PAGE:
LETTER TO EDITOR
Year : 2011 | Volume
: 55 | Issue : 6 | Page : 636--637
Bronchial blocker for one-lung ventilation: An unanticipated complication
Namrata Niwal, Priya Ranganathan, Jigeeshu Divatia
Departments of Anaesthesiology, Critical Care and Pain, Tata Memorial Hospital, Parel, Mumbai, India
Departments of Anaesthesiology, Critical Care and Pain, Tata Memorial Hospital, Parel, Mumbai 400 012
|How to cite this article:|
Niwal N, Ranganathan P, Divatia J. Bronchial blocker for one-lung ventilation: An unanticipated complication.Indian J Anaesth 2011;55:636-637
|How to cite this URL:|
Niwal N, Ranganathan P, Divatia J. Bronchial blocker for one-lung ventilation: An unanticipated complication. Indian J Anaesth [serial online] 2011 [cited 2019 Dec 8 ];55:636-637
Available from: http://www.ijaweb.org/text.asp?2011/55/6/636/90638
Techniques described for achieving lung isolation for thoracic surgery include the use of double-lumen tubes (DLT) and bronchial blockers. The bronchial blocker has several advantages over DLTs, especially in the setting of the difficult airway.  However, potential disadvantages include longer time for placement, longer time for lung collapse and poor quality of suctioning through the blocker. 
We wish to report the case of an unanticipated airway obstruction following the use of a bronchial blocker. A 64-year-old male, a known case of obstructive airway disease, was posted for a right bilobectomy for carcinoma lung. Pre-operative airway examination was normal. Direct laryngoscopy under general anaesthesia revealed Cormack Lehane grade 3 laryngeal view. Two attempts at insertion of a 39 F left-sided DLT were unsuccessful. A third attempt was made to insert the DLT over a bougie; however, this also failed. Finally, a single-lumen endotracheal tube was inserted over the bougie.
It was now decided to use a Coopdech bronchial blocker for lung isolation. Because we did not have an appropriate-sized fiberoptic bronchoscope, the bronchial blocker was inserted blindly through the endotracheal tube and placement in the right main bronchus was confirmed by auscultation. The patient was placed in the left lateral decubitus position and surgery was commenced. Lung isolation was satisfactory and one-lung ventilation was well tolerated.
Intra-operatively, it was decided to convert the procedure to a pneumonectomy. When the surgeons were ready to clamp the right main bronchus, the bronchial blocker was withdrawn after suctioning through the lumen of the blocker. However, immediately after removal, there was sudden resistance to ventilation and within a minute, the saturation dropped from 98% to 60%. Manual ventilation with 100% oxygen was started. The bronchial blocker was quickly examined and was found to be intact. Auscultation revealed grossly decreased air entry on the left side. Meanwhile, the saturation and the end-tidal carbon dioxide dropped further. Help was called for, rigid and fiberoptic bronchoscopes were kept ready and preparations for a left bronchotomy were made. Repeat suctioning of the trachea was performed after saline instillation and ventilation with higher pressures and a few blood clots were subsequently removed. The saturation increased from 29% to 88% within a minute and subsequently stabilized at 96-98%. The rest of the surgery was uneventful. When the surgery was complete, the patient was turned supine and rigid bronchoscopy was performed. Some more blood clots were found in the left main bronchus. In view of multiple airway instrumentation attempts, it was decided to electively ventilate the patient overnight. The patient was extubated the next morning and the rest of his post-operative course was uneventful.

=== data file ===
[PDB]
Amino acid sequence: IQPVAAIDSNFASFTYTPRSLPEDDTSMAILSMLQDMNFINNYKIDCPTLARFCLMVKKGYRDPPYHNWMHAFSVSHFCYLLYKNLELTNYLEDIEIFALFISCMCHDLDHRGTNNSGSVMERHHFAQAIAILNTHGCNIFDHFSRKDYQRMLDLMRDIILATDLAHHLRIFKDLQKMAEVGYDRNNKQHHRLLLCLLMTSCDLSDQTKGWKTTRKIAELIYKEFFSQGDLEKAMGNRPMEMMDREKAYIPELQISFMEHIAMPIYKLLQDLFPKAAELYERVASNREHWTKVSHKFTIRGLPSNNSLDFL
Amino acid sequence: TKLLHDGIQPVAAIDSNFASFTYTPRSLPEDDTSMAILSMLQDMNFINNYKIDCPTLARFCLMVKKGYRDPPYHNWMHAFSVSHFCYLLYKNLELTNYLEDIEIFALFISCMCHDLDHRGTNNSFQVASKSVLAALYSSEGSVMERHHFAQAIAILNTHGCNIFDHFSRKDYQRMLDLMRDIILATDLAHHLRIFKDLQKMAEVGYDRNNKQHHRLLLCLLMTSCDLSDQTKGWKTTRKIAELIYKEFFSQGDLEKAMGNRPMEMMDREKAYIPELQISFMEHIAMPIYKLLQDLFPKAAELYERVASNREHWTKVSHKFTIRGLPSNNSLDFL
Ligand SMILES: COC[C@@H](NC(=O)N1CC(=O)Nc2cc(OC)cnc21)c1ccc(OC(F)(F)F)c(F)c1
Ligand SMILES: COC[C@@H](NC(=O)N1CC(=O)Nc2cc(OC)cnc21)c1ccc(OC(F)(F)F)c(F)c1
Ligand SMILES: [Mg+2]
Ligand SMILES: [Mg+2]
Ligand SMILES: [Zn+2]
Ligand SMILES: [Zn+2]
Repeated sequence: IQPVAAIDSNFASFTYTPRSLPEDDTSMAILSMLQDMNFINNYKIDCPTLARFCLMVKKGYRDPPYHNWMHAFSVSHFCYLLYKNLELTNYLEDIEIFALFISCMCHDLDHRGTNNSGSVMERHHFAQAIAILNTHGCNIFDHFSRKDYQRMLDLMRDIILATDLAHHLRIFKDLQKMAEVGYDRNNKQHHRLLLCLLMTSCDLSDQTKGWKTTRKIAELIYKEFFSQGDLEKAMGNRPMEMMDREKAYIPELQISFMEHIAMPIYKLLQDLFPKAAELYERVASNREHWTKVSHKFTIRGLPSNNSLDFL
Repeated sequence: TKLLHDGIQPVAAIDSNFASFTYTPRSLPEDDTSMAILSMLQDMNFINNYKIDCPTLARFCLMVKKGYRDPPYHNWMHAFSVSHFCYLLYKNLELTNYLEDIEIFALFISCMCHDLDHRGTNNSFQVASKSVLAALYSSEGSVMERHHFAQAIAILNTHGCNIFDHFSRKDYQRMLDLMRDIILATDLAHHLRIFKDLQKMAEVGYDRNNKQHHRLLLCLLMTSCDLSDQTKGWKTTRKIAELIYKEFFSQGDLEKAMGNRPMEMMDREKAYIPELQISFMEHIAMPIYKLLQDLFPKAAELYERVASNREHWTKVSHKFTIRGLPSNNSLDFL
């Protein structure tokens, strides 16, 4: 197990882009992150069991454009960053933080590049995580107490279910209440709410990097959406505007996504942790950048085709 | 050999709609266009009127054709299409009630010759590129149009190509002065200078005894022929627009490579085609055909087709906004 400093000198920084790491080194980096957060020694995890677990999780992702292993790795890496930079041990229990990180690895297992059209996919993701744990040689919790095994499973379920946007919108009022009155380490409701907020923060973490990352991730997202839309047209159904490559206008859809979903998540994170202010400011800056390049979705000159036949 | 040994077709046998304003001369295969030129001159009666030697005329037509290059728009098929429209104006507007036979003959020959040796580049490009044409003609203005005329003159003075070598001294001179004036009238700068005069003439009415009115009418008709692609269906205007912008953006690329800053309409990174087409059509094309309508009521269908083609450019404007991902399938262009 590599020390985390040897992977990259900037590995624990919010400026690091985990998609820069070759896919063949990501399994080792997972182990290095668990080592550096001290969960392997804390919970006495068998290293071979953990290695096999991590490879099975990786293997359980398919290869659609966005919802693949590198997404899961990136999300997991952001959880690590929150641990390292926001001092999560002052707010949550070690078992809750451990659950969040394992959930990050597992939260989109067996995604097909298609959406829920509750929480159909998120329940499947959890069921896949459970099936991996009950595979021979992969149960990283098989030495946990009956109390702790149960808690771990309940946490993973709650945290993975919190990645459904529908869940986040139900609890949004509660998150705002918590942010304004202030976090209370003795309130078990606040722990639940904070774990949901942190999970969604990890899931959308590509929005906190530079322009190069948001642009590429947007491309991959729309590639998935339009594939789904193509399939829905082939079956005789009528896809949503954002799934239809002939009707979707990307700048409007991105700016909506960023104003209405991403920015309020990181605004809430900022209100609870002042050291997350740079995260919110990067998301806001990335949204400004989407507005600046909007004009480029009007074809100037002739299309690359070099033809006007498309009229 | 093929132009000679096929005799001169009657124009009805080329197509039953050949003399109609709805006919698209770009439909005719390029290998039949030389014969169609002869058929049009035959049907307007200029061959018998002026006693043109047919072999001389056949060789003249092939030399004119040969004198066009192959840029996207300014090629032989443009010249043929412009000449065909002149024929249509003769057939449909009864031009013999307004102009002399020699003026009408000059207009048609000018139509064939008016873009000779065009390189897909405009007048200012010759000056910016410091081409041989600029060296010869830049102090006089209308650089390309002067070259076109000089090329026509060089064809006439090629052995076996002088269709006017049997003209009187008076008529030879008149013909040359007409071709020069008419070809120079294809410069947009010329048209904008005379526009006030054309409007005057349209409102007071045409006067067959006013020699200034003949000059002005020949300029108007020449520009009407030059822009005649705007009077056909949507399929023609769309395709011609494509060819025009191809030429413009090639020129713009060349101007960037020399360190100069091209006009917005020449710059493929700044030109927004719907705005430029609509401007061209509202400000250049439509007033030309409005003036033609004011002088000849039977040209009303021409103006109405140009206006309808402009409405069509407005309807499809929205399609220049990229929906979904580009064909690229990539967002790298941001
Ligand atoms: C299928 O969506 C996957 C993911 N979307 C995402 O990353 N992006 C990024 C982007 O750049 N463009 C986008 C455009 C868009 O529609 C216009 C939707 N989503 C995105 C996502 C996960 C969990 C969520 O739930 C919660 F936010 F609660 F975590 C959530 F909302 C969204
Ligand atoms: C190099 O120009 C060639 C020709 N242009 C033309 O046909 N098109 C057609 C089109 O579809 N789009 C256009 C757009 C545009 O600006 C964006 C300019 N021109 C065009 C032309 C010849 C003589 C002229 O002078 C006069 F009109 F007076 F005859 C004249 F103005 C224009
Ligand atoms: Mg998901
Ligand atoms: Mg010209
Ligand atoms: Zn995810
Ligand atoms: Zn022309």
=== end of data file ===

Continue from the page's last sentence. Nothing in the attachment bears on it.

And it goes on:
In patients who require one-lung ventilation and present with a difficult airway, the recommendation is to primarily secure the airway with a single-lumen endotracheal tube and, subsequently, use an independent bronchial blocker to achieve lung isolation.  An alternative that has been described is to use an airway exchange catheter technique and change the single-lumen tube for a DLT  - this procedure failed in our patient. One of the disadvantages of bronchial blockers as compared with DLTs is the presence of a smaller and possibly less-effective suction port.  In our case, excessive handling of the lung might have led to accumulation of blood and secretions that could not be suctioned adequately through the lumen of the bronchial blocker. This subsequently led to obstruction of the dependent bronchus. Options to avoid this complication would include continuous intra-operative suction of the blocker lumen and placement of an independent suction catheter in the tracheal lumen prior to deflating the bronchial blocker, to trap any retained secretions. There have been case reports of airway obstruction due to accidental fracture of the bronchial blocker,  displacement of the blocker into the tracheal lumen  and inclusion of the blocker in the bronchial stapler line.  In this patient, we ruled out these possibilities by examining the blocker after removal. Sudden inability to ventilate the patient intra-operatively is an anaesthetic emergency. The anaesthesiologist must be prepared to identify the cause of the obstruction and formulate an alternative plan for airway management.
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